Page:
Following our lunchtime event in Strasbourg at the Council of Europe, ENS spoke with Christos Giakoumopoulos, Director General of the Directorate for General Human Rights and Rule of Law (DGI) of the Council of Europe. We discussed recent action by the Council, as well as planned future work to address statelessness in Europe.
In your speech at the ENS-organised launch of the Statelessness Index you emphasised the continuing importance of addressing statelessness, including among recent refugees. Why does addressing statelessness matter?
Unfortunately, living without nationality and rights is still a harsh reality for thousands of people in Europe. Many stateless people, who have lived in the same place for generations find themselves stranded on the margins of society, at risk of discrimination and human rights abuses. For many, this means denial of the basic rights most of us take for granted. Stateless people suffer terrible personal consequences. Often, they do not have the ability to go to school, access healthcare, or obtain a job.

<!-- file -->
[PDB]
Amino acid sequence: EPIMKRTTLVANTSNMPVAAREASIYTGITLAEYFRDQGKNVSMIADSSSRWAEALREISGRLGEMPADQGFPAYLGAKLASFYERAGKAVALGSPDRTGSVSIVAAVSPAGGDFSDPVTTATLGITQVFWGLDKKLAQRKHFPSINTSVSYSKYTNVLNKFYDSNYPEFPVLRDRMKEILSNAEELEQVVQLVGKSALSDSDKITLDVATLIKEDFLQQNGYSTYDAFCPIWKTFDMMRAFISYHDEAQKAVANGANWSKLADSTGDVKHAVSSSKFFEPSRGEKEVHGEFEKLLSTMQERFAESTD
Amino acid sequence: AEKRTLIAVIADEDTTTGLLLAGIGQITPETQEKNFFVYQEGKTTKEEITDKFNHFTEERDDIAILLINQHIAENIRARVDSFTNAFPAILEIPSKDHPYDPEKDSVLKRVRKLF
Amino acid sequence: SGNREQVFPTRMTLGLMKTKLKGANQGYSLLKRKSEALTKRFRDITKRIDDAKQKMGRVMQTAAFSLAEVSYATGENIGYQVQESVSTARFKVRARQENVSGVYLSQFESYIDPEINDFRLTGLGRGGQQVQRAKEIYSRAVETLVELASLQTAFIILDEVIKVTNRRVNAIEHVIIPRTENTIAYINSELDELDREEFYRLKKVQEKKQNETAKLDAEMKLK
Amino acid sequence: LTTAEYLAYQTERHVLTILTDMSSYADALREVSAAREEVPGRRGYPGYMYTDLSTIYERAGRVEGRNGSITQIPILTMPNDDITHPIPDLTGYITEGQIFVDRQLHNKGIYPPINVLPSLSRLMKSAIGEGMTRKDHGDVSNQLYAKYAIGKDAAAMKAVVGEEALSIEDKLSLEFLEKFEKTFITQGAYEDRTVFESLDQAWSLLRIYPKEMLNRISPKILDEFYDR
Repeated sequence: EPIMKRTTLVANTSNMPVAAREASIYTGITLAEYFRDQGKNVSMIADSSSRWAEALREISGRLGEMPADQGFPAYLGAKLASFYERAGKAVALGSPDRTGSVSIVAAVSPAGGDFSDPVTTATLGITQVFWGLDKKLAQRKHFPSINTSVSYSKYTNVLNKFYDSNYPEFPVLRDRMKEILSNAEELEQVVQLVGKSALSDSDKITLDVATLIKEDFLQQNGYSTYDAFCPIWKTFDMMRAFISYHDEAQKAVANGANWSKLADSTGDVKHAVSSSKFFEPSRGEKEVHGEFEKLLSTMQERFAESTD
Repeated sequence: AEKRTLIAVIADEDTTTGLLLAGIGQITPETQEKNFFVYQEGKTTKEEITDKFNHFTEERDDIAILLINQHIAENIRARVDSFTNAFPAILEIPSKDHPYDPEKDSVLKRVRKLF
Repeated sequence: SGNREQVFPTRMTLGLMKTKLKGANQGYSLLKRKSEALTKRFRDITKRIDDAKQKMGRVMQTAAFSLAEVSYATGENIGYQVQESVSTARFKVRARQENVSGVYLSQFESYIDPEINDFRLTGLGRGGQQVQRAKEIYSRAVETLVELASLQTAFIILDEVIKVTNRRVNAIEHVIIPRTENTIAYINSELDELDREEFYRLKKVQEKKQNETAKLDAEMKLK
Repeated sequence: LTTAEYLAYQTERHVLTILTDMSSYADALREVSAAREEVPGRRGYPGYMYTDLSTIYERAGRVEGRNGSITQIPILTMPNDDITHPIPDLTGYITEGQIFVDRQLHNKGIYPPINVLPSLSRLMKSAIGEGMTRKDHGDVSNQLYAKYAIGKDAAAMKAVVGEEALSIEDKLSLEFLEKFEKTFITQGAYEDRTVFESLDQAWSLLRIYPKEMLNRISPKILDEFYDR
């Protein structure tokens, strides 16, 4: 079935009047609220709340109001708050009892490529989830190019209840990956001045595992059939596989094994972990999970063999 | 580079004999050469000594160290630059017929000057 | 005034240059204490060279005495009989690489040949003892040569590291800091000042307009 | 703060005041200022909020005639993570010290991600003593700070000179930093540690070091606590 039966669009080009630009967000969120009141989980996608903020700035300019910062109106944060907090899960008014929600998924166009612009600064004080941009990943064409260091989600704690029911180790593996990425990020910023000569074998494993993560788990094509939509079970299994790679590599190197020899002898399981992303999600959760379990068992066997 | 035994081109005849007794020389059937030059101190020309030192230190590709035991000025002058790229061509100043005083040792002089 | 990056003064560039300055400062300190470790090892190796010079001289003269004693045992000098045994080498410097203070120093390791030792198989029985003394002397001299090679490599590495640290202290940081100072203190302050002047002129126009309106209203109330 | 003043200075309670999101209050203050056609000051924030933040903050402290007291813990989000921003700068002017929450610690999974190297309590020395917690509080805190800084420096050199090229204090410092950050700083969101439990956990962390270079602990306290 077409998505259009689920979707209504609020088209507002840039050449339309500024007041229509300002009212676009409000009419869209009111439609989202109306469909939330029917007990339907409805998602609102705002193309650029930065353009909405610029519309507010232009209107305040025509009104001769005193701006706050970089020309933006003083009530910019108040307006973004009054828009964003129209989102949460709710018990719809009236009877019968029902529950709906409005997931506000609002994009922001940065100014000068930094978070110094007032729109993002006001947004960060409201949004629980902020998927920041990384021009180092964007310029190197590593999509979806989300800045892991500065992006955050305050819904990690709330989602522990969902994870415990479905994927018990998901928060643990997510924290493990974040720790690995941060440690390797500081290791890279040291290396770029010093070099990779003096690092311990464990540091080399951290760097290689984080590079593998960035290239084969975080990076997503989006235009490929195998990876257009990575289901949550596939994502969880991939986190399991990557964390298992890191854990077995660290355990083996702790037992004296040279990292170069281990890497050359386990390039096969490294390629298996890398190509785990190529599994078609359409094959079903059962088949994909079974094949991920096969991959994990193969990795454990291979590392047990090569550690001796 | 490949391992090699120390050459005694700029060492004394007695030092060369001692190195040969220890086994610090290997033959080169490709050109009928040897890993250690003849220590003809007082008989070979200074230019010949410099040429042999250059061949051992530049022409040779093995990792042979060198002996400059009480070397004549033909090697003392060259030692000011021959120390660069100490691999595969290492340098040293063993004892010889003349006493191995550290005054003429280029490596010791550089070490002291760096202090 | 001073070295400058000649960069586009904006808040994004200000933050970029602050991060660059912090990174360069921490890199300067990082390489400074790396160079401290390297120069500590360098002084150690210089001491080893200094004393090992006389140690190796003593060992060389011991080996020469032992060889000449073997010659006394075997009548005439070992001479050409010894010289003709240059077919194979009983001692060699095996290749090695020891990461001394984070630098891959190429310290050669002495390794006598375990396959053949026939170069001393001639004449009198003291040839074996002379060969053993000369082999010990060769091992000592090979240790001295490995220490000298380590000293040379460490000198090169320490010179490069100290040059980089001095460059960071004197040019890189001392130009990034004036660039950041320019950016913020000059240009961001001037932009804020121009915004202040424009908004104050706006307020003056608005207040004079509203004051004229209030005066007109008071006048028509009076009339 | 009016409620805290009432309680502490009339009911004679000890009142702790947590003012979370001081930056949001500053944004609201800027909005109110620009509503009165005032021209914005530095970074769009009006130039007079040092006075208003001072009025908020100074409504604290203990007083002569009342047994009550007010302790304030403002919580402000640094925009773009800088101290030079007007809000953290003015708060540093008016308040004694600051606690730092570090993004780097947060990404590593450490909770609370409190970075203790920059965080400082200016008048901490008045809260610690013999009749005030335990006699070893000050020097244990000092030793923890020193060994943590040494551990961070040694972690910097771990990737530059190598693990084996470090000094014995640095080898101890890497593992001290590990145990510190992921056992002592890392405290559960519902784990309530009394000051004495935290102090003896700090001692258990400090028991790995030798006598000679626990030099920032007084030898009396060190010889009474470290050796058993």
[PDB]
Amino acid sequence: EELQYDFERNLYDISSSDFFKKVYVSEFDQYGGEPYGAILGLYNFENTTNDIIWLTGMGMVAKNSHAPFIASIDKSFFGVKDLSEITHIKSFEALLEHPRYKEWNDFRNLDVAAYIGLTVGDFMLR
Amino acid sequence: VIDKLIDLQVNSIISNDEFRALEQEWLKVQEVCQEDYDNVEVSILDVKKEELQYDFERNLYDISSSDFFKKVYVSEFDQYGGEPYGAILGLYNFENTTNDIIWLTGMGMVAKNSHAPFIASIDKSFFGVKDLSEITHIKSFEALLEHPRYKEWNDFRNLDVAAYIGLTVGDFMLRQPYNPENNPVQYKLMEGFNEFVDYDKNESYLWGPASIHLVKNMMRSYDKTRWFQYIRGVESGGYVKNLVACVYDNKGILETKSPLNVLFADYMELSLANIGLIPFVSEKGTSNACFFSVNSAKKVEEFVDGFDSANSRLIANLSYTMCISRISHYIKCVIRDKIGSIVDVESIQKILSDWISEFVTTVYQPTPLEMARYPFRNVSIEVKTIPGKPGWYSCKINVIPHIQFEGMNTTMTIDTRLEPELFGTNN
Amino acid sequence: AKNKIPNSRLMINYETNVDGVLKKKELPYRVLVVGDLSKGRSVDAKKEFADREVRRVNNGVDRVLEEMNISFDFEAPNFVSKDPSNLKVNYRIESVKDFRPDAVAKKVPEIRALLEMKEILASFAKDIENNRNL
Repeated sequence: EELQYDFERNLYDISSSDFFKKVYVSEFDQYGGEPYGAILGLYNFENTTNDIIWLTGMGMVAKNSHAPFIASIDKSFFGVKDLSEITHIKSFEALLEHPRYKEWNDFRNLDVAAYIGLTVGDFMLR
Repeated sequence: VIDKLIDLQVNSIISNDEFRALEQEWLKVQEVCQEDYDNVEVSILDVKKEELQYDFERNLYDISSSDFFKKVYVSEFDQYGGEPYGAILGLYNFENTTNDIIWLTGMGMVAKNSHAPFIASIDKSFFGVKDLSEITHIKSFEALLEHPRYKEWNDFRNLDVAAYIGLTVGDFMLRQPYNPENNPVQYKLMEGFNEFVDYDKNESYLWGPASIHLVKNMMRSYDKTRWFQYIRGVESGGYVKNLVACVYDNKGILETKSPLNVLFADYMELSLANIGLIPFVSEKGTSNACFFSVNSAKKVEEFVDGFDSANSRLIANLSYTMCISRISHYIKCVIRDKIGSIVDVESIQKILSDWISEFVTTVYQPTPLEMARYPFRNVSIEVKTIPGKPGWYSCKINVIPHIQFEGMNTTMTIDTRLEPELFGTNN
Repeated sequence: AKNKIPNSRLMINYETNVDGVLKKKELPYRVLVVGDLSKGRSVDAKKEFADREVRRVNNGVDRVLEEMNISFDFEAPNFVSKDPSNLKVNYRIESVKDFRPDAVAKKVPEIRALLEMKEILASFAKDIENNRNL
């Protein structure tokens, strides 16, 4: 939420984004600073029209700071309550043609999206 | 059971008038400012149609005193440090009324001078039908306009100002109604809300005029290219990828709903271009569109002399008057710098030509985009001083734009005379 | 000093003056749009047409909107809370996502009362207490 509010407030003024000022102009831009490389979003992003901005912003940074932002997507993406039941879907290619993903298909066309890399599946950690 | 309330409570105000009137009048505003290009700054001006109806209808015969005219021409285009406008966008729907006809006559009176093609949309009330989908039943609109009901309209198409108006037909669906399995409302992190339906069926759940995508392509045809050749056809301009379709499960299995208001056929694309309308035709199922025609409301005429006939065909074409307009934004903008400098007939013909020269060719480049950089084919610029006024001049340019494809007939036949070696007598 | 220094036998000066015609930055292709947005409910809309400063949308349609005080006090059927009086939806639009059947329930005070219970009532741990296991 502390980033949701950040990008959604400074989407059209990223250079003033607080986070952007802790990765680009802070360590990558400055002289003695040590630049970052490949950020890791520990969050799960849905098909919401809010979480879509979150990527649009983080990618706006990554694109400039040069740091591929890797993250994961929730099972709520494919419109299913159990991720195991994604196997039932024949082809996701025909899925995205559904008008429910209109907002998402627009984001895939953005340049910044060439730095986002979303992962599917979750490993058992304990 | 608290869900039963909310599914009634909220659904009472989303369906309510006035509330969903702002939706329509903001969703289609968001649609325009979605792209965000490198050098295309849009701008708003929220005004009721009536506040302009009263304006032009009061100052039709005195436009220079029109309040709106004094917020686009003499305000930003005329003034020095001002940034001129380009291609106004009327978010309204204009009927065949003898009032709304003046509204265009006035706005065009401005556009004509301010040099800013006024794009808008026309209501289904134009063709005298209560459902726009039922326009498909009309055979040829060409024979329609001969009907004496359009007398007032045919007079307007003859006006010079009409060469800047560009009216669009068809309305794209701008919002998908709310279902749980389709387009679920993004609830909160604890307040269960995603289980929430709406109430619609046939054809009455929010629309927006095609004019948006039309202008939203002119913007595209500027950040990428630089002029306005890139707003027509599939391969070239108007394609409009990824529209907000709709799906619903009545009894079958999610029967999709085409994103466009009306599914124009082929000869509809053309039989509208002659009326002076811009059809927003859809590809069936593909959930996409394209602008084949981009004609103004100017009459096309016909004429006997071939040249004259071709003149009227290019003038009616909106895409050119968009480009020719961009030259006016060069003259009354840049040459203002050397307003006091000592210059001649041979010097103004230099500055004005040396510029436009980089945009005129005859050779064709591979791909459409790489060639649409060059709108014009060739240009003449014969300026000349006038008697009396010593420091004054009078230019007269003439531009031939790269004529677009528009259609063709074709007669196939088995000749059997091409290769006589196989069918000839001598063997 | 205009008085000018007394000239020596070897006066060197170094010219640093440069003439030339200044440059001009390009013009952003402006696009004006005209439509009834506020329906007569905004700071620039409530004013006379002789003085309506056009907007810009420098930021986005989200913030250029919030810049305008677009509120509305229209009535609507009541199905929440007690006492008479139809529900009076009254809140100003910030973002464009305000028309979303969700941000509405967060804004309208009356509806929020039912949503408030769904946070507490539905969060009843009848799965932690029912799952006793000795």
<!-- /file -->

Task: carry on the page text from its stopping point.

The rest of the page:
In addition, the recent increase in refugees and migrants arriving to Europe has brought a new statelessness challenge. We have seen statelessness increasing in Europe due to gaps and discrimination in the nationality laws of countries of origin. We need to keep in mind that some countries of origin of refugees and migrants have discriminatory laws, permitting nationality to be transmitted only by the father and not the mother. For example, a woman refugee, from Syria gives birth during her travel to Europe. In the absence of the father, or sufficient documents (something that happens in most cases), this new born child will be at risk of not acquiring any nationality or not being able to prove his or her nationality. The child will be, for all intents and purposes, stateless.
In view of that, it is paramount that European states take the necessary steps to tackle the issue both among recent migrants and refugees and those who have lived in the same place for generations, so that they are not denied their fundamental rights and are protected from human rights abuses.
You previously said that more should and can be done to address statelessness. Could you tell us what DGI can do when it comes to tackling statelessness in Europe?